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In Ukraine's Mariupol, Doubts Grow Over Russia's Rush To Rebuild A Demolished City

Newly reconstructed apartment blocks in Mariupol
-- Residents, and even some workers, say the quality of the effort is questionable.
Newly reconstructed apartment blocks in Mariupol -- Residents, and even some workers, say the quality of the effort is questionable.

In June 2022, barely a month after Ukraine ended its haggard defense of Mariupol, a bustling port city that was obliterated in Russia's monthslong siege, Russia's push to rebuild began.

Russian officials hoped to bring the occupied city, which had a prewar population of nearly 426,000, back to life, and entice some of the hundreds of thousands who fled to return, particularly those who had fled the city for Russia.

Nearly a year later, with the war continuing unabated and Ukraine widely expected to open a new offensive any day now, the effort to erect a new Mariupol continues to lurch forward. Hundreds of newly built apartment units are completed, or nearing completion, according to Russian-appointed administrators.

But interviews by RFE/RL's North.Realities with former residents who have returned, either to work or to take up the new housing, or to deliver humanitarian aid, paint a picture of hurried construction, dubious building quality, and great uncertainty about the city's future.

"They're building quickly. But in terms of quality, I can't really say anything," said a 40-year-old former electrician named Roman, who was evacuated along with his family from Mariupol and lived for months in St. Petersburg, Russia.

He's been rotated into Mariupol twice, as part of the construction effort, with wages substantially more than what he was making as a temporary worker in St. Petersburg. Like others interviewed for this story by RFE/RL's North.Realities, he asked to be identified by a pseudonym.

Still, he says there is a slipshod quality to much of the construction, with temporary workers being brought in from Central Asia and elsewhere to work quickly, he said, without proper quality control.

"Windows, for example, sometimes have to be installed three or four times," he said. "They are installed very poorly."

"Even if Mariupol is restored, I don't know how it will be," he said. "It used to be an industrial city of a half-million [people] and now they want to turn it into a resort, but the resort lives seasonally."

His once-negative feelings toward Ukraine's leadership have changed, Roman said.

"It turns out everything wasn't so bad," he said. "We all looked at our neighbor [Russia]. 'Maybe the neighbor's apples are tastier.' And maybe at first they were tastier. Only later did they turn out to be rotten."

'It Feels Like A Ghost Town'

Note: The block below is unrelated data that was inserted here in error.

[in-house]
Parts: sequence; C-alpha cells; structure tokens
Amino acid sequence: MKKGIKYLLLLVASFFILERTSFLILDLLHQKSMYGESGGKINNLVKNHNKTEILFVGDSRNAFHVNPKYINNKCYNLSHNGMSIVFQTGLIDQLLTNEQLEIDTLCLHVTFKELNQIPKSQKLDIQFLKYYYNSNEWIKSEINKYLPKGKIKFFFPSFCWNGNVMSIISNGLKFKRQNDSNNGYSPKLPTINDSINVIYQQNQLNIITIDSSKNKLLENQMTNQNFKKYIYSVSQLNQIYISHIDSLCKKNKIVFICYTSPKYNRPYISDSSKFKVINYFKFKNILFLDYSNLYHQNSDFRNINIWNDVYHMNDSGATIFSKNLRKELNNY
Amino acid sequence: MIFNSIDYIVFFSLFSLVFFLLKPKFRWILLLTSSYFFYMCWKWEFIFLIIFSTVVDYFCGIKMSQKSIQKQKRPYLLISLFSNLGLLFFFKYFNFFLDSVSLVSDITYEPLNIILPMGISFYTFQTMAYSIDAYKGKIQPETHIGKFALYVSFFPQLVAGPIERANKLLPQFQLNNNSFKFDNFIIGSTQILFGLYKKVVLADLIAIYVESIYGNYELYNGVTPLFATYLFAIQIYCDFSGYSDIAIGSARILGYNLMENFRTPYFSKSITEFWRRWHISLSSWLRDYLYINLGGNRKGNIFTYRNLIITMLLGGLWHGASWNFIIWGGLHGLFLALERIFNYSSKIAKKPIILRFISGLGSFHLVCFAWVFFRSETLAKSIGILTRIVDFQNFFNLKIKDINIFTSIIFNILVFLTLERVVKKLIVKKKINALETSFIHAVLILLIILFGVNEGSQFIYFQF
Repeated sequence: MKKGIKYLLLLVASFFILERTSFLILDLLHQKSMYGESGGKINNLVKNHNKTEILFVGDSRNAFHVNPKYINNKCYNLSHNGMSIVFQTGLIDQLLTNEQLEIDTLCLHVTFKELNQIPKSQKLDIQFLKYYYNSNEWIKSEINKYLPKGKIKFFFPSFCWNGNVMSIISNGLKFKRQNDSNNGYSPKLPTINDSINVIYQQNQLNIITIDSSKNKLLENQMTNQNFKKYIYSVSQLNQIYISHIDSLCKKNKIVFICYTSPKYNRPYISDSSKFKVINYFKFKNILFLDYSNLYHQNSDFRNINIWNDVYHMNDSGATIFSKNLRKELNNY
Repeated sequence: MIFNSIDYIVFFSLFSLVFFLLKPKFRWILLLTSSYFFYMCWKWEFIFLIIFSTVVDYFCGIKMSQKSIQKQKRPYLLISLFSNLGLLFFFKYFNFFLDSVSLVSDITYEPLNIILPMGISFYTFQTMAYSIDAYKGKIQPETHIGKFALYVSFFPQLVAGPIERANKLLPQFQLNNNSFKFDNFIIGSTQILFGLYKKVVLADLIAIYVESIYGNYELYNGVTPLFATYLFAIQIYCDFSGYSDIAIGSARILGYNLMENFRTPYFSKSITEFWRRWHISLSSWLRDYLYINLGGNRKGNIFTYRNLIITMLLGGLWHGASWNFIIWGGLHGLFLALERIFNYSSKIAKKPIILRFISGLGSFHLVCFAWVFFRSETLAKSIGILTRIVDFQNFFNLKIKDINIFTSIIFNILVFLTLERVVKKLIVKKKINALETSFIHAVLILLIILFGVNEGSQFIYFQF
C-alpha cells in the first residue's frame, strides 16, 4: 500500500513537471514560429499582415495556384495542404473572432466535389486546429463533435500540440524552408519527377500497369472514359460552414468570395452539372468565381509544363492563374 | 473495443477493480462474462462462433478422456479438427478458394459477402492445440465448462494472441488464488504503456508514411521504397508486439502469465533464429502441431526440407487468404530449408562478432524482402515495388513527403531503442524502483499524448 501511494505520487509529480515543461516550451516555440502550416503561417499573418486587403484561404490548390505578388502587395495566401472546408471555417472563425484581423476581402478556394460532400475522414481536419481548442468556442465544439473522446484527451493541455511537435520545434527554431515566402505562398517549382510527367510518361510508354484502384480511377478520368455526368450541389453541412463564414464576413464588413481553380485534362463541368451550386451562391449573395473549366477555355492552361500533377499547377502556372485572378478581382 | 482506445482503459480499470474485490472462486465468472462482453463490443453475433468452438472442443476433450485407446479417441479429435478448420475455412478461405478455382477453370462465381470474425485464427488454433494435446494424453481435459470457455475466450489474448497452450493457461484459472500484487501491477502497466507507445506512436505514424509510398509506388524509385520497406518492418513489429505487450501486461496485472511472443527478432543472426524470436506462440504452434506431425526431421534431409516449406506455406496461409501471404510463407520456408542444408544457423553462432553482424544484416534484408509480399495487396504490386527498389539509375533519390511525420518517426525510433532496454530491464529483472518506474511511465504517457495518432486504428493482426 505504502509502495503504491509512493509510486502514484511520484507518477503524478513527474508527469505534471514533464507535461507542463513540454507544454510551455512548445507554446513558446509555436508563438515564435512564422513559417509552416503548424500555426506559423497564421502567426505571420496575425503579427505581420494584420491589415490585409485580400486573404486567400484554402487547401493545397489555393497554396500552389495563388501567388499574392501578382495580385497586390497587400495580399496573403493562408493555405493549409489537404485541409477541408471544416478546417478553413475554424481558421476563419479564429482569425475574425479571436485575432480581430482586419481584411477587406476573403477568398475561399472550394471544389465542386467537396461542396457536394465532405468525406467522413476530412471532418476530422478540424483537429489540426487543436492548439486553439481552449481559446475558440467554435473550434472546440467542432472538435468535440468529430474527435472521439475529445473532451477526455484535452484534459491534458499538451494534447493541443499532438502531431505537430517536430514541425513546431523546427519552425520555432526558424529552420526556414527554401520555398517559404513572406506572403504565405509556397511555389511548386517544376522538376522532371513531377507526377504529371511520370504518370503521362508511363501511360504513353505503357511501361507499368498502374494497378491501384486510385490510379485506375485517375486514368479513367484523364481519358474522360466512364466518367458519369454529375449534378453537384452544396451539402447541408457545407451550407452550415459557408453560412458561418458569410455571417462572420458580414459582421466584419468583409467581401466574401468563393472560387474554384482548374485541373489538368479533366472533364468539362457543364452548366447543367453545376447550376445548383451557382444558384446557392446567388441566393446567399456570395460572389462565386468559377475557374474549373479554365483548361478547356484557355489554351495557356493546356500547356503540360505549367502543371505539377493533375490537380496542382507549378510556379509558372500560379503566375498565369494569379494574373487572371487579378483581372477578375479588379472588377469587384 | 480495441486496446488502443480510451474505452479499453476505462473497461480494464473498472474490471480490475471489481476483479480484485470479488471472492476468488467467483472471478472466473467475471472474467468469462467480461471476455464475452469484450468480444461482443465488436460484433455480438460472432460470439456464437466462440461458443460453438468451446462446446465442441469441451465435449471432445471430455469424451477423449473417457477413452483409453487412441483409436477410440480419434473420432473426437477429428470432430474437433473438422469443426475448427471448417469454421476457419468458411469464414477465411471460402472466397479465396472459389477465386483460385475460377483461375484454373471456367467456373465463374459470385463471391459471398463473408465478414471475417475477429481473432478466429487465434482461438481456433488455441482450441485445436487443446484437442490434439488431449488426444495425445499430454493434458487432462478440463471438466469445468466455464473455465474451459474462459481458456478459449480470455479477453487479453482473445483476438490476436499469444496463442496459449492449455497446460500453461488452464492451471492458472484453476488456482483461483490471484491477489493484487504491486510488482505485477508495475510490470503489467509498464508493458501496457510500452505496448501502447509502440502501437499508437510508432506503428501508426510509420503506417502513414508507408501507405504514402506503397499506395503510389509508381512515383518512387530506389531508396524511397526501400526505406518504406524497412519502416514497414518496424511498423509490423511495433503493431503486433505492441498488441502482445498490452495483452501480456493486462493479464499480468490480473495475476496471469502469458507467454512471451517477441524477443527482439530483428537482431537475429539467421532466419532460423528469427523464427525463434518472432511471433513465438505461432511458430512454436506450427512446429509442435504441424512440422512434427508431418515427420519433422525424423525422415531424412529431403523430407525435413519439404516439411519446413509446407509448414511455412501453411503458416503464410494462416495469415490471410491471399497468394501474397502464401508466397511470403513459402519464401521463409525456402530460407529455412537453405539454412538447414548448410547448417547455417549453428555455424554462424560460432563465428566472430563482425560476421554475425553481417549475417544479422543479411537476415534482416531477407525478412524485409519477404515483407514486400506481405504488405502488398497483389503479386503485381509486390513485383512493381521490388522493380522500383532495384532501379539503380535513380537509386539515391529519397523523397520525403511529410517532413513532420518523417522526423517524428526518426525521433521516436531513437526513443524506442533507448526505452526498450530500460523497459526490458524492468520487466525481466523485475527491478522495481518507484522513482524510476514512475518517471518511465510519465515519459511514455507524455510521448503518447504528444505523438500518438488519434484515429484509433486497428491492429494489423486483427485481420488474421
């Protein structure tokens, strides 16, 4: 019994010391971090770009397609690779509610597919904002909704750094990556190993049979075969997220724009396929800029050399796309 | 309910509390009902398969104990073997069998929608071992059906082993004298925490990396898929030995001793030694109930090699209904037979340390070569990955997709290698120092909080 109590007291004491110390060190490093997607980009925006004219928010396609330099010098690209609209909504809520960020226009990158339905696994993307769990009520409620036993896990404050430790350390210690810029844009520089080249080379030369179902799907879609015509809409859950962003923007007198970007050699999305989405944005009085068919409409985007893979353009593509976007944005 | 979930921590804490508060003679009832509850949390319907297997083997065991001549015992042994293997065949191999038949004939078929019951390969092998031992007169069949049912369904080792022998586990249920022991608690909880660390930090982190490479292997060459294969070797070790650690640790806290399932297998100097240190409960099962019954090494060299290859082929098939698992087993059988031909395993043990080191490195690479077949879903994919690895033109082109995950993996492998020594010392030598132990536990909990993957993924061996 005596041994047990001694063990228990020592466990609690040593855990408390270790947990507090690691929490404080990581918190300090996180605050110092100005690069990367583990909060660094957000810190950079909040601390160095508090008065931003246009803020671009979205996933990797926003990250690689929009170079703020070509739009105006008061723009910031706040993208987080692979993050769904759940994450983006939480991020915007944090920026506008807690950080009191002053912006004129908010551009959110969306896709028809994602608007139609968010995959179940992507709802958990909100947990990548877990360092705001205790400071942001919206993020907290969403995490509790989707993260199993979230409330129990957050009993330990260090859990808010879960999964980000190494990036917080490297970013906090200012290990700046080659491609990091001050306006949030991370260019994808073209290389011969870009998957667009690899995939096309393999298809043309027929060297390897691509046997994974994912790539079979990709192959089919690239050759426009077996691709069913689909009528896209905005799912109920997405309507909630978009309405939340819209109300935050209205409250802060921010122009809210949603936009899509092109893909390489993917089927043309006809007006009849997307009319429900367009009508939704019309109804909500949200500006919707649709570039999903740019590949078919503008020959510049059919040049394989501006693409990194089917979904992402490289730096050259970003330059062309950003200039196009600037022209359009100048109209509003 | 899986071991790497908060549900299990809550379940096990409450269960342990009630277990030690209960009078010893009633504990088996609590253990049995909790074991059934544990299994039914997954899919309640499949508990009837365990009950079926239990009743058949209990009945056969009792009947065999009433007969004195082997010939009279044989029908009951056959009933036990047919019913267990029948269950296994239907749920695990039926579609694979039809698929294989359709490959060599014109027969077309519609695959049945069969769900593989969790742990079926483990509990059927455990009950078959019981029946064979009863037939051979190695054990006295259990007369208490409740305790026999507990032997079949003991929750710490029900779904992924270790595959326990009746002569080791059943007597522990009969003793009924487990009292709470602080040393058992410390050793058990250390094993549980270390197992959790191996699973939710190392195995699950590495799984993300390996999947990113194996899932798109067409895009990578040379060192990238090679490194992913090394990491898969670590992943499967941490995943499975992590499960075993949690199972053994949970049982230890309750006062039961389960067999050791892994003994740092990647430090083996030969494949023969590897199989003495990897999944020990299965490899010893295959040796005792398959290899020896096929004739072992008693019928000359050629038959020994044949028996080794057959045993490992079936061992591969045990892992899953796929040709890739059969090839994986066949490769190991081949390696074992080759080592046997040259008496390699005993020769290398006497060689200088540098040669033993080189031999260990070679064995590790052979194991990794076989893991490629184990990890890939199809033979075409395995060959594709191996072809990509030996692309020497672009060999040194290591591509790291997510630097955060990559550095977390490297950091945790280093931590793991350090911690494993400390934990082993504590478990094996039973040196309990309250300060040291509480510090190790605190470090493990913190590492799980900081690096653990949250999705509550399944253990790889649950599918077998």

It's unclear how many of Mariupol's residents fled to Russia and Russian-controlled territories, as opposed to going west, to Ukraine proper, or leaving for Western countries.

Ukrainian officials estimate at least 25,000 people were killed in the Russian siege, which ended when hundreds of Ukrainian marines and members of the Azov Battalion who had been holed up in the Azovstal Steel Works plant surrendered on May 16, 2022.

The United Nations estimates that up to 90 percent of Mariupol's multistory residential buildings have been destroyed or damaged, along with about 60 percent of private, standalone houses. The city's Russian-appointed administration estimates that around 32,500 private residences have been completely or partially destroyed.

An unknown number of people have returned to the city after being housed in temporary accommodations in Russia, according to news reports. Many are believed to be elderly retirees.

"It feels like a ghost town," said a woman named Svitlana, who traveled back and forth to Mariupol to look into elderly relatives who had returned to the city. "It's just all ruins, the atmosphere itself sucks all the strength out of you. People live among all this for a year."

"It's physically difficult to live there," she said. "Elevators don't work. Tap water isn't drinkable. That is, you need to buy water, put it on a cart, but you can't leave the cart below, because it will be stolen, so all this must be dragged to your floor."

Those who have returned struggle to find food or needed medications. Another woman, who asked to be called Olha, says that there are endless lines to withdraw money -- Russian rubles -- from the few automatic bank tellers that are working, or to apply for Russian passports.

Olha says that when they got to Mariupol, they met the elderly mother of one of their acquaintances. The elderly woman showed her a package of food aid that the city administration had given out: a package of dried macaroni pasta and some canned meat.

"Try some Mariupol cuisine," Olha said the woman quipped to her.

Mariupol, March 2023
Mariupol, March 2023

"The stores are full of everything, but this is available only for the military and builders who receive normal money. It's too expensive for the locals," she said.

A Longing To Return

The Russian effort to rebuild Mariupol includes demolition of the tens of thousands of standalone houses and apartment blocks that were destroyed in the fighting.